William Cecil, lord Burleigh

Hrabě Aubespine

William Davison

Mortimer

Melvil

Hanna Kennedyová, chůva

Dvořan

Rytíř Amias Paulet

Schiller’s Mary Stuart Is Walking under an Axe

Jiří P. Kříž 17. March 2006 zdroj Právo

Zdeněk Černín Stressed the Dramatic Expression of both Queens in the Brno City Theatre

Černín included a sum of necessary adjustments to the tragedy written by Friedrich Schiller to support a dynamic, and sometimes expressive interpretation of the performance. The visual side of Schiller’s story about a dispute of two island queens divided by religion and connected by their drive for power is based on the costumes and stage setting designed by Jan Dušek, stage manager’s permanent co-worker. In the first part of the performance the stage is dark, in the second, pointed half of the drama the stage is illuminated up to whiteness. Musician David Rotter has also become a fixed star of Černín’s performances. This time his rock dress and ferocity was put away. He set the musical accompaniment from fine, lyrical, melodic harmonies up to fierce and grating motifs of fatal desperateness, with a sensible sound of music thinking of the second half of the sixteenth century.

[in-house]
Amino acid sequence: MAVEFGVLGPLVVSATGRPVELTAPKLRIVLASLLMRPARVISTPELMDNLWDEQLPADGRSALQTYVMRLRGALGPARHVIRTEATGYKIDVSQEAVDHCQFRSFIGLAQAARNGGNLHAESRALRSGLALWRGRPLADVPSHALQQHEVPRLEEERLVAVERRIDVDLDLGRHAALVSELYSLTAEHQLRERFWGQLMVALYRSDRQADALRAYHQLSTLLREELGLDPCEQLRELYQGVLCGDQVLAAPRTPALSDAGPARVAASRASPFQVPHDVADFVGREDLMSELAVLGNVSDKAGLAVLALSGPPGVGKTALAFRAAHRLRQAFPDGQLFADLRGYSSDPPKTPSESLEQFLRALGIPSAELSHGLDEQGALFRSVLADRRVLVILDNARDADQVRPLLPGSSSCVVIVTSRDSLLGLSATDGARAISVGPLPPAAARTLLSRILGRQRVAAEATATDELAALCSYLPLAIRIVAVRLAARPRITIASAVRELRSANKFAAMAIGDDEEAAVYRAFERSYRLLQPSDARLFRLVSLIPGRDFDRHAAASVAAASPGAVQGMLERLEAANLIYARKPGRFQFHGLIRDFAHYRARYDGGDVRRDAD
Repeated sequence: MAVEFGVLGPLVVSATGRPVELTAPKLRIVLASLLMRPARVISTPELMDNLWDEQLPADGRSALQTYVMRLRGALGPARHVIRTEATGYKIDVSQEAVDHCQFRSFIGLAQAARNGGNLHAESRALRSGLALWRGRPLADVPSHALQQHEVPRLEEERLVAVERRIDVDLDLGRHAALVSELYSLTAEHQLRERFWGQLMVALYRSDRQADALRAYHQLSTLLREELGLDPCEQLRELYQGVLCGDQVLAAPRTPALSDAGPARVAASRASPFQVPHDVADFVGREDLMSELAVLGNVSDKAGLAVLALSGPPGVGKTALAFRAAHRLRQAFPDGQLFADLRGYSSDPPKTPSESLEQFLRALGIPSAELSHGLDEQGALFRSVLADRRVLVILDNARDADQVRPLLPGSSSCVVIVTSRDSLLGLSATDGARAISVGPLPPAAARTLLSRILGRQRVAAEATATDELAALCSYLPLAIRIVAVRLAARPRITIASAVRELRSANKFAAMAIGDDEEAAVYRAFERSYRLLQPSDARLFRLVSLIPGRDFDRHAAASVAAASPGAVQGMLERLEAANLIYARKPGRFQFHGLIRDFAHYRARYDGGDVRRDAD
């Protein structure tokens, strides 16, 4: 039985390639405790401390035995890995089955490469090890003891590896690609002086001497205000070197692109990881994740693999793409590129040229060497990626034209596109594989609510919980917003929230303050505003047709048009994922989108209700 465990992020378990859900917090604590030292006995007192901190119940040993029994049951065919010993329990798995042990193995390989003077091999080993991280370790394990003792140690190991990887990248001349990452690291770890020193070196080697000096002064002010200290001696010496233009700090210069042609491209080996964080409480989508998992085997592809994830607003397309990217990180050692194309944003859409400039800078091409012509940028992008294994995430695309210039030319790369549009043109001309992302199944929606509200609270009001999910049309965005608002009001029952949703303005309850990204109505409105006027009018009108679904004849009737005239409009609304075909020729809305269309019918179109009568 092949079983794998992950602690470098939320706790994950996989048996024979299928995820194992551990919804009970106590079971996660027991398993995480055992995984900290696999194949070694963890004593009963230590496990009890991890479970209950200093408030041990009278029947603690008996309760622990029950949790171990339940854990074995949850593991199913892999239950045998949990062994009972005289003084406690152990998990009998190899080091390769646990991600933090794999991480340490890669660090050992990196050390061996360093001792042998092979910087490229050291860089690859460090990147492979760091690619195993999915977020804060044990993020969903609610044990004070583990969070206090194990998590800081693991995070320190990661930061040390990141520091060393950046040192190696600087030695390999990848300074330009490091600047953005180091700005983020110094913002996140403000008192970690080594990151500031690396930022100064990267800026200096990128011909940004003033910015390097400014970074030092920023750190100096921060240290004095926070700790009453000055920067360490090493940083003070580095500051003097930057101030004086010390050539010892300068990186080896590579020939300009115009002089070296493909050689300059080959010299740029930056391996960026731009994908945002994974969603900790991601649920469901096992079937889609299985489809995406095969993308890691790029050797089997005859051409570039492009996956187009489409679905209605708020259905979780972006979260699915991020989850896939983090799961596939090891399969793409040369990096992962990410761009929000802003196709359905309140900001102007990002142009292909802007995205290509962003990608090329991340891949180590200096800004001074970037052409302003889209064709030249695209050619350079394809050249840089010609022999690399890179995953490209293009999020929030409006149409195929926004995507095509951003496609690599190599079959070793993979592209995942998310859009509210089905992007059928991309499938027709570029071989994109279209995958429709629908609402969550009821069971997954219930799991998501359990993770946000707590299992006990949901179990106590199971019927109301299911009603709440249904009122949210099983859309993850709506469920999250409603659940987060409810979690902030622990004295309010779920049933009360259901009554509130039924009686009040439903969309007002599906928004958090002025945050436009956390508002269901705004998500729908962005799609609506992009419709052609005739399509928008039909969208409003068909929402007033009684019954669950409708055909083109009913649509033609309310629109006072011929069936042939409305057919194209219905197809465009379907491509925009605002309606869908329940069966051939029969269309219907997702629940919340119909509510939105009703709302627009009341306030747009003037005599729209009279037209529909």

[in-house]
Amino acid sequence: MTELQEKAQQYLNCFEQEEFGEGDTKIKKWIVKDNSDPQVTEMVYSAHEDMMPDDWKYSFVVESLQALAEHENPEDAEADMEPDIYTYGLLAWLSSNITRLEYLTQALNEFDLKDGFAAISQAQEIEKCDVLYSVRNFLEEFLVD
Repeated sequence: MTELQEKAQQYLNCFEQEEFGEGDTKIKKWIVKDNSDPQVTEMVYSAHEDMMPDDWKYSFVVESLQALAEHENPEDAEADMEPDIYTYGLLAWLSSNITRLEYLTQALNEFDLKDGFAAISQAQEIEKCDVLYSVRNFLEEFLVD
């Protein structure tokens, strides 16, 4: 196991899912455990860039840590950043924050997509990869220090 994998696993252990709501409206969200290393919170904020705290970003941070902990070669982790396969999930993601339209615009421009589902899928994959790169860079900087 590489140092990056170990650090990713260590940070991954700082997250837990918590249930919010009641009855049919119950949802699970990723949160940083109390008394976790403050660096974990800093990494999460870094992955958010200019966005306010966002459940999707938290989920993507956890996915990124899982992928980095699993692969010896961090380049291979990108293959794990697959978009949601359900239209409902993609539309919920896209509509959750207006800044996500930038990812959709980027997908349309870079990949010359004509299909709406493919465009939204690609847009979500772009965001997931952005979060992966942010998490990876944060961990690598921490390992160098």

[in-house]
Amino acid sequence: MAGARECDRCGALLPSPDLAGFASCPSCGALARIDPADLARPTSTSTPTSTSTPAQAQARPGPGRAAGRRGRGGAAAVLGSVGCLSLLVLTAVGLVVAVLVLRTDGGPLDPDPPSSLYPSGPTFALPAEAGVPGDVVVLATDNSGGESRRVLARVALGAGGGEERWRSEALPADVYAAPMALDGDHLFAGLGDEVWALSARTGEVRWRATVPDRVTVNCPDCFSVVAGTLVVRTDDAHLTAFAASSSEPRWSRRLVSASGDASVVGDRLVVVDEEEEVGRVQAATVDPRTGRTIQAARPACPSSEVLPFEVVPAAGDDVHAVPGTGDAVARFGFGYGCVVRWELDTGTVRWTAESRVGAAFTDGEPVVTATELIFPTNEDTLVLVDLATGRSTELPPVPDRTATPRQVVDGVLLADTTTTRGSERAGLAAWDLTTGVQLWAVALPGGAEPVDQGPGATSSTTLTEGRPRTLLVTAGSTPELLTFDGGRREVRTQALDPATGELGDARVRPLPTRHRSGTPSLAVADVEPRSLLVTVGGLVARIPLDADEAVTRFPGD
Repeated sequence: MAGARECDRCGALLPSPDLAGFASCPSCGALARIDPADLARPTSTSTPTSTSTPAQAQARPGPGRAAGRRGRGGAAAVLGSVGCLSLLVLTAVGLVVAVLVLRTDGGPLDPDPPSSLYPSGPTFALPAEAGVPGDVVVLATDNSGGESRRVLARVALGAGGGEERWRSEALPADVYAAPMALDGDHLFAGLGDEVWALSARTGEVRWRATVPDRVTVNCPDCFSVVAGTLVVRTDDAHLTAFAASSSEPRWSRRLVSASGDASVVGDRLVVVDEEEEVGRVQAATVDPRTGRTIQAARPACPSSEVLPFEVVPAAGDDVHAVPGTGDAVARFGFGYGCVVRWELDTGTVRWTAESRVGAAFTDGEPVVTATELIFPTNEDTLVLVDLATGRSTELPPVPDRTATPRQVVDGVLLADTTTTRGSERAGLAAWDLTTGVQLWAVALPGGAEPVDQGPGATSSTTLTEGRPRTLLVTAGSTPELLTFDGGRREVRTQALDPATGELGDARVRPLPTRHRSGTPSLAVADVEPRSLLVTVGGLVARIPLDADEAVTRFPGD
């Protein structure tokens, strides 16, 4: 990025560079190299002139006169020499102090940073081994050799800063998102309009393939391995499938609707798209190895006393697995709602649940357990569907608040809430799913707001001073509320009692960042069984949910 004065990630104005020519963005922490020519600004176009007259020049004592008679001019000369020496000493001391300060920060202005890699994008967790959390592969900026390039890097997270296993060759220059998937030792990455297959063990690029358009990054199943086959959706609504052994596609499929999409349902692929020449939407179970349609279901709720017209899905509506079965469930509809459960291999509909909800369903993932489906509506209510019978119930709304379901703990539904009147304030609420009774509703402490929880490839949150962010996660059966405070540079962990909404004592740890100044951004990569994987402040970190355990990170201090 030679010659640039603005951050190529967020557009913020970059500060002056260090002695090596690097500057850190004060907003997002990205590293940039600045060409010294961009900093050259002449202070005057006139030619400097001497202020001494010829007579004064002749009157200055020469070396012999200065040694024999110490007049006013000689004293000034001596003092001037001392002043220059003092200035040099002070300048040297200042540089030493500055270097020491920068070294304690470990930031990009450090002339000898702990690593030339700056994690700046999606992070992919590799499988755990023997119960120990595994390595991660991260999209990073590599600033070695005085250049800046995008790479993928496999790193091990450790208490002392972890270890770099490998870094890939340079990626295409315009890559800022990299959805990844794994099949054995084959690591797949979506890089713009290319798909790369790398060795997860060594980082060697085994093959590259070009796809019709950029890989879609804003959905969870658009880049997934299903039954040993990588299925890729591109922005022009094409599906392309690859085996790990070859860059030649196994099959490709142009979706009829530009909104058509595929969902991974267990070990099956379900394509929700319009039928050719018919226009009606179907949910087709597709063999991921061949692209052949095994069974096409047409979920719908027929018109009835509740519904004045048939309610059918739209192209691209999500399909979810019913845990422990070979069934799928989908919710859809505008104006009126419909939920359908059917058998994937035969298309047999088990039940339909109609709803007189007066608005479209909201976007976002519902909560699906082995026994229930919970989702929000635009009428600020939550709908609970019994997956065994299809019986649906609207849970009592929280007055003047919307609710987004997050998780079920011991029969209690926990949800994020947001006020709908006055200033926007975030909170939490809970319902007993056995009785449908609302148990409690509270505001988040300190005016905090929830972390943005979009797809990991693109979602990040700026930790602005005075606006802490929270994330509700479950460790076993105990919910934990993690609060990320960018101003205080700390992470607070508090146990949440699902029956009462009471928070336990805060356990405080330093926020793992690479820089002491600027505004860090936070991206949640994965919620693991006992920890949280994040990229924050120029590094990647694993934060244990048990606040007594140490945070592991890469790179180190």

Every essential thing lies on the shoulders of two protagonists - Veronika Senciová (Mary) and Pavla Ptáčková (Elizabeth). Although some hairsplitter critics heard Senciová’s slight Slovak accent and did not like it (I don’t know why just in her case), this talented actress from Opava should be appreciated for her drive, monarchical gentility and presentation of tragic fate on the power chessboard where one of the queens must fall down.